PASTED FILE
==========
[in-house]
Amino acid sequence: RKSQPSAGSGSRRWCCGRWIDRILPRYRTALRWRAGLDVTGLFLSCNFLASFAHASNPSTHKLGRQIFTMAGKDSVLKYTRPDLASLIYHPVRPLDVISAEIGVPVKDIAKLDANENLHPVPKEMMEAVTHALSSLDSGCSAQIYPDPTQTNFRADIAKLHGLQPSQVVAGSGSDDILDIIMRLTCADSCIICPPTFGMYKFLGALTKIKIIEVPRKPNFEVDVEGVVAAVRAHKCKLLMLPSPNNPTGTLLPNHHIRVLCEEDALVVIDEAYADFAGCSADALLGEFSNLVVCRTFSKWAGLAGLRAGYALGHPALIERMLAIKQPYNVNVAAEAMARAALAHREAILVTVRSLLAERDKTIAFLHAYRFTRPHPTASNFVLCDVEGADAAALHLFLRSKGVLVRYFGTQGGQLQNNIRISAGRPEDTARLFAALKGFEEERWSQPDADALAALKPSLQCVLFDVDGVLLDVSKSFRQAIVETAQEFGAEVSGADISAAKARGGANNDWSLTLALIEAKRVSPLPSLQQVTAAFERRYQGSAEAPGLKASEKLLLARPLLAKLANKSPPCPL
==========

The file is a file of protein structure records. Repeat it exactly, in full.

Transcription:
[in-house]
Amino acid sequence: RKSQPSAGSGSRRWCCGRWIDRILPRYRTALRWRAGLDVTGLFLSCNFLASFAHASNPSTHKLGRQIFTMAGKDSVLKYTRPDLASLIYHPVRPLDVISAEIGVPVKDIAKLDANENLHPVPKEMMEAVTHALSSLDSGCSAQIYPDPTQTNFRADIAKLHGLQPSQVVAGSGSDDILDIIMRLTCADSCIICPPTFGMYKFLGALTKIKIIEVPRKPNFEVDVEGVVAAVRAHKCKLLMLPSPNNPTGTLLPNHHIRVLCEEDALVVIDEAYADFAGCSADALLGEFSNLVVCRTFSKWAGLAGLRAGYALGHPALIERMLAIKQPYNVNVAAEAMARAALAHREAILVTVRSLLAERDKTIAFLHAYRFTRPHPTASNFVLCDVEGADAAALHLFLRSKGVLVRYFGTQGGQLQNNIRISAGRPEDTARLFAALKGFEEERWSQPDADALAALKPSLQCVLFDVDGVLLDVSKSFRQAIVETAQEFGAEVSGADISAAKARGGANNDWSLTLALIEAKRVSPLPSLQQVTAAFERRYQGSAEAPGLKASEKLLLARPLLAKLANKSPPCPL